Peter Doherty Grace/Wastelands

Peter Doherty Grace/Wastelands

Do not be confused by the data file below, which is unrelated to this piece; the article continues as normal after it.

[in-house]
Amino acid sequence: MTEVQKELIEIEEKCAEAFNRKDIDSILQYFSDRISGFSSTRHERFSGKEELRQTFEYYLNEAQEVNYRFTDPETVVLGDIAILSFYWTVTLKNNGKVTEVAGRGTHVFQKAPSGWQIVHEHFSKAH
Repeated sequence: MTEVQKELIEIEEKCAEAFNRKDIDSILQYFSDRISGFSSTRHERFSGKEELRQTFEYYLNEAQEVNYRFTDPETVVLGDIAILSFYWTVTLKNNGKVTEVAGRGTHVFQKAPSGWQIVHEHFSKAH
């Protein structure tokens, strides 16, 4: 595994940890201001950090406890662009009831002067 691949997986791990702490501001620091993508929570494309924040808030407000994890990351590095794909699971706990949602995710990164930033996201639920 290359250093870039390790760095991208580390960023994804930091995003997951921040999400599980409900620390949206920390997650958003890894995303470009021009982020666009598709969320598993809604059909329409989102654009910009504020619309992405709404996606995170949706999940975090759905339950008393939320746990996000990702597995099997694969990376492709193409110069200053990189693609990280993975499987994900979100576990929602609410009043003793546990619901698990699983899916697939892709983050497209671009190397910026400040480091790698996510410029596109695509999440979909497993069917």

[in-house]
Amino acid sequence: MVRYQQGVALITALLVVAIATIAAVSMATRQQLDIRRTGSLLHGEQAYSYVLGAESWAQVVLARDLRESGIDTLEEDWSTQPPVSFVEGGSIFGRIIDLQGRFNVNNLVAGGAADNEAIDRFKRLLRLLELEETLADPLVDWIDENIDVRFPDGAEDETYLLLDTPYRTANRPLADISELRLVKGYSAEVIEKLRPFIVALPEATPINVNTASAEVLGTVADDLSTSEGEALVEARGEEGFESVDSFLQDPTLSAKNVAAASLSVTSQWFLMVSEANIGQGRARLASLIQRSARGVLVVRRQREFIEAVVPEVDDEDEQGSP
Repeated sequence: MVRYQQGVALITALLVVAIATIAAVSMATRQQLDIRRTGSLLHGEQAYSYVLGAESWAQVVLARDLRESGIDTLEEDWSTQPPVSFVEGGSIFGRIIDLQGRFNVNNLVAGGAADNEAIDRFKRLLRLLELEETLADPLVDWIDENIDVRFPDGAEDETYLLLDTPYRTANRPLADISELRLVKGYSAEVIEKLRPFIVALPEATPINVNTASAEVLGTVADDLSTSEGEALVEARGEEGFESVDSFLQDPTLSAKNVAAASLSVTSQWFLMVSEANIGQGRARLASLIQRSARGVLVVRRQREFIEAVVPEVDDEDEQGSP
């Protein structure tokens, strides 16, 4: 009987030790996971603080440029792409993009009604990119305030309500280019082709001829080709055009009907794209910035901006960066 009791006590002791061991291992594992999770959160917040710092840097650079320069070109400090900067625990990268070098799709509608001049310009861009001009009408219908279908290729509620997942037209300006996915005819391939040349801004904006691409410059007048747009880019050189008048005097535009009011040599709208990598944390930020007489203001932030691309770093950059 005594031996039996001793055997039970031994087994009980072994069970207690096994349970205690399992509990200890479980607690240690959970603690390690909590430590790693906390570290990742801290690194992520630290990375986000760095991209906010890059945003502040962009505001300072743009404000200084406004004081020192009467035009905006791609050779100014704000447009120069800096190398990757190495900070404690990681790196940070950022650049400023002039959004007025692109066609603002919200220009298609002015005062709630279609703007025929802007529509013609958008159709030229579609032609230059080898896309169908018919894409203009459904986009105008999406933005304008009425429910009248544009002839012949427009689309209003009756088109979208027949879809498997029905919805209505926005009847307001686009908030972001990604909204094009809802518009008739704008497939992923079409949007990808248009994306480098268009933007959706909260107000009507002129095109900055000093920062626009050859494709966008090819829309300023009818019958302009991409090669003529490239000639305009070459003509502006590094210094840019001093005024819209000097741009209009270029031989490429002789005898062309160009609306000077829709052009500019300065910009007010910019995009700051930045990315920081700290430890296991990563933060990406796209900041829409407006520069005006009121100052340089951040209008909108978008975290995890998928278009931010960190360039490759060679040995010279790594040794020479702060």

With Pete — sorry, Peter — Doherty, it's hard to talk about music without considering the baggage that his drug troubles bring. Still, Grace/Wastelands can stand alone as a deftly handled record peppered with intriguing moments of blinding light and harsh darkness. Then again, to ignore Pete Doherty's story is as ridiculous as thinking that adding the "r" to the end of his name might add an air of maturity to his dirty mystique. The light ("Arcadie" and "The Last of the English Roses") and the dark ("Salome" and "Sheep Skin Tearaway," featuring the luminous Dot Allison) are much more significant given Doherty's history, and why shouldn't they be? Had he not outlived others with the same predilections, wouldn't Keith Richards be just another capable rock guitarist? Keef might need Mick to prop him up, and so it is here, with Blur's Graham Coxon, Carl Barat, Allison and others lending a hand; it's tough to say if the record would succeed if not for those friends. Also, would Pete be here at all without some of those same people? If Pete wants the "r," that's fine. But he'd — and we'd — best not forget that he got to this delicate and dark place via the end of a needle. (EMI)